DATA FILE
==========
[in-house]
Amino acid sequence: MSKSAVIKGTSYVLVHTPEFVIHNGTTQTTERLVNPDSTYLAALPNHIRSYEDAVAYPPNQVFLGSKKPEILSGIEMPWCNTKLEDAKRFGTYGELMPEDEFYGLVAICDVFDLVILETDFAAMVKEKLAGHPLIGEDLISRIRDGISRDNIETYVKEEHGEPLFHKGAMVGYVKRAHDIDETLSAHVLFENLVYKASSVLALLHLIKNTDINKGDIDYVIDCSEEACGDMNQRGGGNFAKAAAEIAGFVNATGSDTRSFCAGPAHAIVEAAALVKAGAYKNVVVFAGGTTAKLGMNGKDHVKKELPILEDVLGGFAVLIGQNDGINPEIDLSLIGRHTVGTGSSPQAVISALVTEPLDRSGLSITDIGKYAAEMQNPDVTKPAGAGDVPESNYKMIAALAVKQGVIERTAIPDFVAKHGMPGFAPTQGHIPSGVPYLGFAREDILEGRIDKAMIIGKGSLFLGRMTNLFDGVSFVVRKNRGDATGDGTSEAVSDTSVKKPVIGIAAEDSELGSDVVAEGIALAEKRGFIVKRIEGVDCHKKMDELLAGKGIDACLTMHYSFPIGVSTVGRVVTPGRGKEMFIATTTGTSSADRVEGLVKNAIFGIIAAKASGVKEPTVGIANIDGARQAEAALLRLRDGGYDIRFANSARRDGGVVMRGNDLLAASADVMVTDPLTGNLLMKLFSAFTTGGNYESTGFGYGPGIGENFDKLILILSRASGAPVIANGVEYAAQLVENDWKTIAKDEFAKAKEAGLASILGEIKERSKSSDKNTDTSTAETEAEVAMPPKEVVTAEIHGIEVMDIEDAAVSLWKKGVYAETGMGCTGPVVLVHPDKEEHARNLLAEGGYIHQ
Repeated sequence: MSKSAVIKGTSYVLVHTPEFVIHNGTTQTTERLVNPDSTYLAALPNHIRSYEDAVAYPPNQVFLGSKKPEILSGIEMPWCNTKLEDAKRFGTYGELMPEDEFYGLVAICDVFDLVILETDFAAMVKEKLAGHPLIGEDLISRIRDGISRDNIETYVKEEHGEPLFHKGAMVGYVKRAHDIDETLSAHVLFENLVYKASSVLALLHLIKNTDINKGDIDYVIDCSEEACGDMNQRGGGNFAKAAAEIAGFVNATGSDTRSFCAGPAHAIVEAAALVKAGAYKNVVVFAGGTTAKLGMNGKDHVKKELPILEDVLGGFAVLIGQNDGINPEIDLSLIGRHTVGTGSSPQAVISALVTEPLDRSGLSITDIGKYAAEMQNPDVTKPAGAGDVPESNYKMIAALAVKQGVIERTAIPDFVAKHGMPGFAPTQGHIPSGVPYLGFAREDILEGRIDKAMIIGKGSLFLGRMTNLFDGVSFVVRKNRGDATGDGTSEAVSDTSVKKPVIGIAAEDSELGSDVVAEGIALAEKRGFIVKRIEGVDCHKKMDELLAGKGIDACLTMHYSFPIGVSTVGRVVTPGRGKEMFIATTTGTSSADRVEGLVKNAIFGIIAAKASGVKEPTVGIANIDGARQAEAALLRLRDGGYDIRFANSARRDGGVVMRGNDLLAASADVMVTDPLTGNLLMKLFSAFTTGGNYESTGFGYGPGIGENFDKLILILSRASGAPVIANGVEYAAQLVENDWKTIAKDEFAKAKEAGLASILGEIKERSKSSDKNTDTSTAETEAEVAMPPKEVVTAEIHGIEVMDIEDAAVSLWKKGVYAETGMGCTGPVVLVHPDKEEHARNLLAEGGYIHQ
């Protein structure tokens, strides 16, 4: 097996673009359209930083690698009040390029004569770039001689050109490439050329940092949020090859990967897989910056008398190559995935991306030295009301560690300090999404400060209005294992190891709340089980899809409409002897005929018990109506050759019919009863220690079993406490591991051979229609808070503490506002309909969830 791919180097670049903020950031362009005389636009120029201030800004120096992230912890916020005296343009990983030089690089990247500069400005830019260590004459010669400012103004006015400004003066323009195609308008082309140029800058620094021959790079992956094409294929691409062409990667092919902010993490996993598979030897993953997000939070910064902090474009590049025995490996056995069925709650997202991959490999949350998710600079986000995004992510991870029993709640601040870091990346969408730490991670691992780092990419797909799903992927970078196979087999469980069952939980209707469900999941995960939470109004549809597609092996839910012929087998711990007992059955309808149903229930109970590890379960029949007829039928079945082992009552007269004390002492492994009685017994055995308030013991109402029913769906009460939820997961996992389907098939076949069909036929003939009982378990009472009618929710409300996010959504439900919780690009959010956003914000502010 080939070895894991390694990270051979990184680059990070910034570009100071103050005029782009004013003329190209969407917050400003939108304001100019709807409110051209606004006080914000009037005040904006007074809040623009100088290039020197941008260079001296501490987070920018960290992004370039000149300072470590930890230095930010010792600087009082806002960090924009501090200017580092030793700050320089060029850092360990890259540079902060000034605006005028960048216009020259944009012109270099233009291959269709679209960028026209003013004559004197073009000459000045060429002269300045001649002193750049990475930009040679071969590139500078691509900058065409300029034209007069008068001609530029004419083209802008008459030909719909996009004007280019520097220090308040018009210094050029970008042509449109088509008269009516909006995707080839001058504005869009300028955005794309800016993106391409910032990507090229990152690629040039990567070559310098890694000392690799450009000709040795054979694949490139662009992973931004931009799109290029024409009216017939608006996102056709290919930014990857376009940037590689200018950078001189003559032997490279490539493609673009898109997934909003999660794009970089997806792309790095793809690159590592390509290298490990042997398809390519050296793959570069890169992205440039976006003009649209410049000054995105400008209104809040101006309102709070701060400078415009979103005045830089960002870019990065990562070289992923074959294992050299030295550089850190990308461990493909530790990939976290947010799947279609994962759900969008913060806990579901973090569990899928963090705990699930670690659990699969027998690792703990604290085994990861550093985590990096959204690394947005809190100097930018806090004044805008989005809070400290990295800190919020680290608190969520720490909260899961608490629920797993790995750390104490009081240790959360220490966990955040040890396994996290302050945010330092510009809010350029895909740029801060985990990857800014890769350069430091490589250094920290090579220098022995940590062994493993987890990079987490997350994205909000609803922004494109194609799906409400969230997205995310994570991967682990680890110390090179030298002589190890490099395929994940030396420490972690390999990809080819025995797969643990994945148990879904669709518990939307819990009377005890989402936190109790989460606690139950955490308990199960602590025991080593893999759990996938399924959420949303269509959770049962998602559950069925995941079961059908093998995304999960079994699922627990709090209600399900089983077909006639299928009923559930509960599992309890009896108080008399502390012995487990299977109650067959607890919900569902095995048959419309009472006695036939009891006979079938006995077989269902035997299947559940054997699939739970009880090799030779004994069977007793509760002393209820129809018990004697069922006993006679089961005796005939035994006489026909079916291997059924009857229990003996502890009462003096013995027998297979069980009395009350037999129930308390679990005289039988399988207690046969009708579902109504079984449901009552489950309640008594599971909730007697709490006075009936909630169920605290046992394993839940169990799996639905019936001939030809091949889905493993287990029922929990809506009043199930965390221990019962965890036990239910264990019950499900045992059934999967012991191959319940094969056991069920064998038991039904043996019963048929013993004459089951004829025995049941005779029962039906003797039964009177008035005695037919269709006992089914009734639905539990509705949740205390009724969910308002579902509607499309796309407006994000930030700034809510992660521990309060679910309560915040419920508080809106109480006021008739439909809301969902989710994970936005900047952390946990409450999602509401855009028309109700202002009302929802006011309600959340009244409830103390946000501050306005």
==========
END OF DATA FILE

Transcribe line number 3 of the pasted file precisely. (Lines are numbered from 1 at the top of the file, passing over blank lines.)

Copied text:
Repeated sequence: MSKSAVIKGTSYVLVHTPEFVIHNGTTQTTERLVNPDSTYLAALPNHIRSYEDAVAYPPNQVFLGSKKPEILSGIEMPWCNTKLEDAKRFGTYGELMPEDEFYGLVAICDVFDLVILETDFAAMVKEKLAGHPLIGEDLISRIRDGISRDNIETYVKEEHGEPLFHKGAMVGYVKRAHDIDETLSAHVLFENLVYKASSVLALLHLIKNTDINKGDIDYVIDCSEEACGDMNQRGGGNFAKAAAEIAGFVNATGSDTRSFCAGPAHAIVEAAALVKAGAYKNVVVFAGGTTAKLGMNGKDHVKKELPILEDVLGGFAVLIGQNDGINPEIDLSLIGRHTVGTGSSPQAVISALVTEPLDRSGLSITDIGKYAAEMQNPDVTKPAGAGDVPESNYKMIAALAVKQGVIERTAIPDFVAKHGMPGFAPTQGHIPSGVPYLGFAREDILEGRIDKAMIIGKGSLFLGRMTNLFDGVSFVVRKNRGDATGDGTSEAVSDTSVKKPVIGIAAEDSELGSDVVAEGIALAEKRGFIVKRIEGVDCHKKMDELLAGKGIDACLTMHYSFPIGVSTVGRVVTPGRGKEMFIATTTGTSSADRVEGLVKNAIFGIIAAKASGVKEPTVGIANIDGARQAEAALLRLRDGGYDIRFANSARRDGGVVMRGNDLLAASADVMVTDPLTGNLLMKLFSAFTTGGNYESTGFGYGPGIGENFDKLILILSRASGAPVIANGVEYAAQLVENDWKTIAKDEFAKAKEAGLASILGEIKERSKSSDKNTDTSTAETEAEVAMPPKEVVTAEIHGIEVMDIEDAAVSLWKKGVYAETGMGCTGPVVLVHPDKEEHARNLLAEGGYIHQ